A confession: I had no idea who Aqualung was when I first agreed to do this piece. For a while, I thought it was some sort of Jethro Tull cover band, and I was getting ready to snark on a pack of classic rockers. When Aqualung turned out to be a sweet, soft-spoken British lad who resembles a wind-swept Banana Republic ad, I was surprised. Then I heard his song, and I was totally floored -- I'd heard it approximately eight zillion times without having any clue who sang it.
Chances are you've heard Aqualung's hit too. "Brighter Than Sunshine" is a soaring love ballad that was damn near omnipresent in 2005. First featured in the film A Lot Like Love, the song went on to back up soft-focus romance scenes on The O.C., Scrubs, and a plethora of TV commercials. It turns out that this wasn't the first time one of Aqualung's songs had been broken by the media.
"The week of the VW ad was the most remarkable week of my life," says Matt Hales, the man behind Aqualung. "I had been working on some new songs in my hallway, because I had no money to afford a studio and no room to record in my tiny apartment. I was just messing around, trying out a new sound, when my friend who worked for an ad agency called me. He knew I needed some money and told me to send some tracks in to see if he could place them in a commercial." Hales sent over a new song, "Strange and Beautiful (I'll Put a Spell on You)," although he didn't have much hope that the song would be a success. "A few weeks later, my friend called and told me it would be in a Volkswagen ad, and my first response was 'Thank God for the money, because I need to make rent. Then the ad took off."
In the wake of the ad, Aqualung was touted as an overnight success. But in reality, Hales had been making music for decades. At age 16 (round about 1988), he was awarded a scholarship to study music composition at Winchester College; he wrote his first symphony, entitled "Life Cycle," at 17. He also started a rock band, which went through several name changes but never found critical success and only released one record before disbanding. In 1990, he moved to London, and formed a band that would eventually be known as the 45s. They put out a record on Mercury, then were summarily dropped and split up.
"I've been through a lot of deals and two albums," says Hales. "I always knew music would be my life, but I didn't know if I'd ever make money doing it. I'm still amazed that the song I thought was the least commercial thing I had ever done ended up making me huge."
In the wake of the hit, Hales released a second record in the U.K., 2003's Still Life. The record was critically praised, but the public's short attention span was a liability, and sales were slow. Two years later, he released his U.S. debut, Strange and Beautiful, and "Brighter Than Sunshine" hit the airwaves. Hales flew to the States to tour, an experience he describes as "intriguing." "America is slightly fictional to me," he says, "I'm excited to go back just to prove America still exists."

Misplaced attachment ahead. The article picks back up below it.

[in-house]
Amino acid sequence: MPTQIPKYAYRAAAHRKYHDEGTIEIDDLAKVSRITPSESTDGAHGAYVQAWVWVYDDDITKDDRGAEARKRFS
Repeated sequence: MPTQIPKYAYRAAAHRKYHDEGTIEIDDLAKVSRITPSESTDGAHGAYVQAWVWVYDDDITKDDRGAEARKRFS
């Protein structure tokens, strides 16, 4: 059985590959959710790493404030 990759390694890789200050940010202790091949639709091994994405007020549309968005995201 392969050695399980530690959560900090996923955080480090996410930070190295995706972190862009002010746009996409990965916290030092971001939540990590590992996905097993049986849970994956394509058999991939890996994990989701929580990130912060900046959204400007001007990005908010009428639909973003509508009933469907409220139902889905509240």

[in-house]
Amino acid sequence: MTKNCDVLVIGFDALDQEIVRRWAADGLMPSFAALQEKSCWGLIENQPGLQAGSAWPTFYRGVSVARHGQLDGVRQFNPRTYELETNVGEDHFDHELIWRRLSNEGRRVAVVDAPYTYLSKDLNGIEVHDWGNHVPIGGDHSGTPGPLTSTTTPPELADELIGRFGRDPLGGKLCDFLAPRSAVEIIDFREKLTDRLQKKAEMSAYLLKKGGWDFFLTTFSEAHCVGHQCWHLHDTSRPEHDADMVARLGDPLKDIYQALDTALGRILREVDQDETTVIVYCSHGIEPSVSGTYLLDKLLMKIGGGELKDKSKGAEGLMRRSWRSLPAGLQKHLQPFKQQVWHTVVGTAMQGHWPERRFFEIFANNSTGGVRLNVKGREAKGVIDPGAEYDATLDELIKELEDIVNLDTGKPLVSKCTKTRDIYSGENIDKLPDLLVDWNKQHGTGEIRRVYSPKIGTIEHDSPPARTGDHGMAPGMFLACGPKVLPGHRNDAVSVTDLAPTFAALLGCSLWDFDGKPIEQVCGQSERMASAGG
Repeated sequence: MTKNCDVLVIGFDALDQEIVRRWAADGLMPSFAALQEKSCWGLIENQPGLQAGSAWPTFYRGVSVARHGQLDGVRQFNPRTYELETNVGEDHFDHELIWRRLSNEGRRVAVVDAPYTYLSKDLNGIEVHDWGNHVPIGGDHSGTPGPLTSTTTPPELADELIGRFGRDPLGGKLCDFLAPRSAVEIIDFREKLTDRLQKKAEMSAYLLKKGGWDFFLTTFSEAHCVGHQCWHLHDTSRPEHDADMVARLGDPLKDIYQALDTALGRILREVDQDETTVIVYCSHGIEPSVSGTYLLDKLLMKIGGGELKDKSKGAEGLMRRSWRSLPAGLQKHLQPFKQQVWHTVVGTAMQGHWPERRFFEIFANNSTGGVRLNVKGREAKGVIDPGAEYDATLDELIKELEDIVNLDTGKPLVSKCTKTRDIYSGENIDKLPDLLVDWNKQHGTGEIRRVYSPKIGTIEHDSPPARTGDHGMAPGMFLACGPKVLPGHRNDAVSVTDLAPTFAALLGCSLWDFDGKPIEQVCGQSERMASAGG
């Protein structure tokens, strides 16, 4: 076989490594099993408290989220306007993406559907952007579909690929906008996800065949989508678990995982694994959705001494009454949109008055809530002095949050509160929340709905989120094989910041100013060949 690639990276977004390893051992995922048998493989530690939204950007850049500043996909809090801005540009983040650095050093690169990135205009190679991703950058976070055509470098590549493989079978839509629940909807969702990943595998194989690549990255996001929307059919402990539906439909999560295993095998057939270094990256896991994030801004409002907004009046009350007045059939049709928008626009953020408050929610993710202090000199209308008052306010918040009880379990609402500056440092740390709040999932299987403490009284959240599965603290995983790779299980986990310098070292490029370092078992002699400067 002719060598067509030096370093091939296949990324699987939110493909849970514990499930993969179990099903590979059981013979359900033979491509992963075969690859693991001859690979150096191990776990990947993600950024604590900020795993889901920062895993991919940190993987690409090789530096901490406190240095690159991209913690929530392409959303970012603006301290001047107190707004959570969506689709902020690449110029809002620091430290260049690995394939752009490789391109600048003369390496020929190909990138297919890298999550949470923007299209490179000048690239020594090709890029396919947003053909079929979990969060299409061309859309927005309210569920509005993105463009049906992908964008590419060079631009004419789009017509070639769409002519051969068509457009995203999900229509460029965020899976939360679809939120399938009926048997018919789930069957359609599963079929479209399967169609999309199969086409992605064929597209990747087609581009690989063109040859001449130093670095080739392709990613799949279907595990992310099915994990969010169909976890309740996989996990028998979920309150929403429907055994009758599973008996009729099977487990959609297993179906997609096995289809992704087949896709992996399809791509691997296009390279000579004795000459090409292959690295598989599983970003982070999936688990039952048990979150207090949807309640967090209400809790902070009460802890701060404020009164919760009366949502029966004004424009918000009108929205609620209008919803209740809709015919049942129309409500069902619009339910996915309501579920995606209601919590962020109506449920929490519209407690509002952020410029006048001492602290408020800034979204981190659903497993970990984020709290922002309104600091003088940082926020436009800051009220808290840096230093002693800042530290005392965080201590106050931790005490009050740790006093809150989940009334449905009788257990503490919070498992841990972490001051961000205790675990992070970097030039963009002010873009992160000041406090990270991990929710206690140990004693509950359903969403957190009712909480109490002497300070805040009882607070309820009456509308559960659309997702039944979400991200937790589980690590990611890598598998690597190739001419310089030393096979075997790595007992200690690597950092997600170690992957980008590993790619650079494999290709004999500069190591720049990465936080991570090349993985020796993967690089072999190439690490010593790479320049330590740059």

What should those American audiences expect from the new Aqualung record? "It's a death-metal record," says Hales dryly. Then he gets a little more serious: "I tried to make sure it was a step forward. I had spent so much time touring and playing the songs from the previous records, and I was ready try something a little different. I knew there was so much more I could do musically, and I tried to push it. I didn't want people to think it was a different band, though -- I wanted to make sure that it still sounded like Aqualung."
"People associate Aqualung with very slow, atmospheric music," continues Hales. "I wanted to do something that was a little faster, more aggressive and loud. I'm not trying to be the Sex Pistols, but I wanted an edge. So far, people have responded well to me pushing myself. There is still a huge emphasis on feeling and emotion, but this just has a little more... muscle."
As for his chances of a new hit, Hales is dubious. "I don't know if any of the songs on the new record will break," he says. "I wasn't really looking to write singles -- I was more interested in writing a record that you could listen to from beginning to end. I wanted to evoke a cinematic feeling and tell a story. It should be more then just a collection of songs.
"I'd rather read a novel than short stories," he says. "I guess people who just listen to the record on their iPods or just listen to the singles are doing the same thing as someone who opens a book and skips right to chapter eight to read the sexy bits. I do think you get extra value when you listen from beginning to end."
Bold words, especially coming from Britain, where the local music press is known for fetishizing the single. "Most of the U.K. music press are foaming-at-the-mouth teenage dogs," Hales jokes. "I mean, I had my two weeks, and it was great. But the British music press still don't understand that being young and fashionable doesn't mean that you make a significant musical contribution."
Hales isn't young, and while his press photos show a stylish lad, he certainly isn't going to be given NME's "next big thing" crown soon. He's in that terrible spot that seems to befall so many hit-makers: His songs are bigger than his personality. Here's hoping that Hales lands on American soil and makes a name for himself.
Aqualung with Charlotte Martin at Bourbon Street restaurant on Wednesday, Feb. 7, at 7:30 pm. Tickets: $15. Visit www.ticketswest.com or call 325-SEAT.